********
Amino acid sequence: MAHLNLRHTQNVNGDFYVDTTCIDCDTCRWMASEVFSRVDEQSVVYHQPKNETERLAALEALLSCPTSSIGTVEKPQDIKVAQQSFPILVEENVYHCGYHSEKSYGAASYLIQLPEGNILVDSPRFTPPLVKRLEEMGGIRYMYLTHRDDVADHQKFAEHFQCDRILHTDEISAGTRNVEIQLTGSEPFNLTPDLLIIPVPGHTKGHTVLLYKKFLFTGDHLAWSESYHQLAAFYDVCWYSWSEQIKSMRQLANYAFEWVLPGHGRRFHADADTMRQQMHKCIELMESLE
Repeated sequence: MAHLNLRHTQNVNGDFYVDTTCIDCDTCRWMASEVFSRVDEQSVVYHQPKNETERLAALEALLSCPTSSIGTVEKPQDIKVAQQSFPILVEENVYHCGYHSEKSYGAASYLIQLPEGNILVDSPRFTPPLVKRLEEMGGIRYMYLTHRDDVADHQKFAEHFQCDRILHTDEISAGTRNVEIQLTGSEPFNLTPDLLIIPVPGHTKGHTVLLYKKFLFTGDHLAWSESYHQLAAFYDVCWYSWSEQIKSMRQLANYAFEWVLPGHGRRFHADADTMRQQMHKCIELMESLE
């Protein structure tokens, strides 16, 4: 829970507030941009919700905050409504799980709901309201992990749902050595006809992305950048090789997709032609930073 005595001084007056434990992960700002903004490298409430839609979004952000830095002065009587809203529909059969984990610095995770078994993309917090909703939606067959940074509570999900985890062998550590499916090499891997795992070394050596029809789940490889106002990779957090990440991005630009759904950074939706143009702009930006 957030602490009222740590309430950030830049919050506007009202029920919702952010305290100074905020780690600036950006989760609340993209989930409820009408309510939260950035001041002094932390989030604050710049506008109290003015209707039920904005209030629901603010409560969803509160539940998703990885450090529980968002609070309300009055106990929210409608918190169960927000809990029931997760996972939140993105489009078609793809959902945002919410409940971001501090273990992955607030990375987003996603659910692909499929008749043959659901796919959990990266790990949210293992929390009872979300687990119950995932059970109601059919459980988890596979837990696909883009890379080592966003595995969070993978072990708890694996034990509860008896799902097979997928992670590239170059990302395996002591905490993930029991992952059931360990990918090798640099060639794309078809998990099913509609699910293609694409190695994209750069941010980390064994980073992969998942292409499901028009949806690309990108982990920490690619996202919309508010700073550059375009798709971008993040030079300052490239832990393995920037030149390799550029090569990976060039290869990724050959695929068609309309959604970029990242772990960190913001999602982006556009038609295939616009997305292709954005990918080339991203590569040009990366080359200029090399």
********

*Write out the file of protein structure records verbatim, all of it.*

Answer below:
Amino acid sequence: MAHLNLRHTQNVNGDFYVDTTCIDCDTCRWMASEVFSRVDEQSVVYHQPKNETERLAALEALLSCPTSSIGTVEKPQDIKVAQQSFPILVEENVYHCGYHSEKSYGAASYLIQLPEGNILVDSPRFTPPLVKRLEEMGGIRYMYLTHRDDVADHQKFAEHFQCDRILHTDEISAGTRNVEIQLTGSEPFNLTPDLLIIPVPGHTKGHTVLLYKKFLFTGDHLAWSESYHQLAAFYDVCWYSWSEQIKSMRQLANYAFEWVLPGHGRRFHADADTMRQQMHKCIELMESLE
Repeated sequence: MAHLNLRHTQNVNGDFYVDTTCIDCDTCRWMASEVFSRVDEQSVVYHQPKNETERLAALEALLSCPTSSIGTVEKPQDIKVAQQSFPILVEENVYHCGYHSEKSYGAASYLIQLPEGNILVDSPRFTPPLVKRLEEMGGIRYMYLTHRDDVADHQKFAEHFQCDRILHTDEISAGTRNVEIQLTGSEPFNLTPDLLIIPVPGHTKGHTVLLYKKFLFTGDHLAWSESYHQLAAFYDVCWYSWSEQIKSMRQLANYAFEWVLPGHGRRFHADADTMRQQMHKCIELMESLE
């Protein structure tokens, strides 16, 4: 829970507030941009919700905050409504799980709901309201992990749902050595006809992305950048090789997709032609930073 005595001084007056434990992960700002903004490298409430839609979004952000830095002065009587809203529909059969984990610095995770078994993309917090909703939606067959940074509570999900985890062998550590499916090499891997795992070394050596029809789940490889106002990779957090990440991005630009759904950074939706143009702009930006 957030602490009222740590309430950030830049919050506007009202029920919702952010305290100074905020780690600036950006989760609340993209989930409820009408309510939260950035001041002094932390989030604050710049506008109290003015209707039920904005209030629901603010409560969803509160539940998703990885450090529980968002609070309300009055106990929210409608918190169960927000809990029931997760996972939140993105489009078609793809959902945002919410409940971001501090273990992955607030990375987003996603659910692909499929008749043959659901796919959990990266790990949210293992929390009872979300687990119950995932059970109601059919459980988890596979837990696909883009890379080592966003595995969070993978072990708890694996034990509860008896799902097979997928992670590239170059990302395996002591905490993930029991992952059931360990990918090798640099060639794309078809998990099913509609699910293609694409190695994209750069941010980390064994980073992969998942292409499901028009949806690309990108982990920490690619996202919309508010700073550059375009798709971008993040030079300052490239832990393995920037030149390799550029090569990976060039290869990724050959695929068609309309959604970029990242772990960190913001999602982006556009038609295939616009997305292709954005990918080339991203590569040009990366080359200029090399």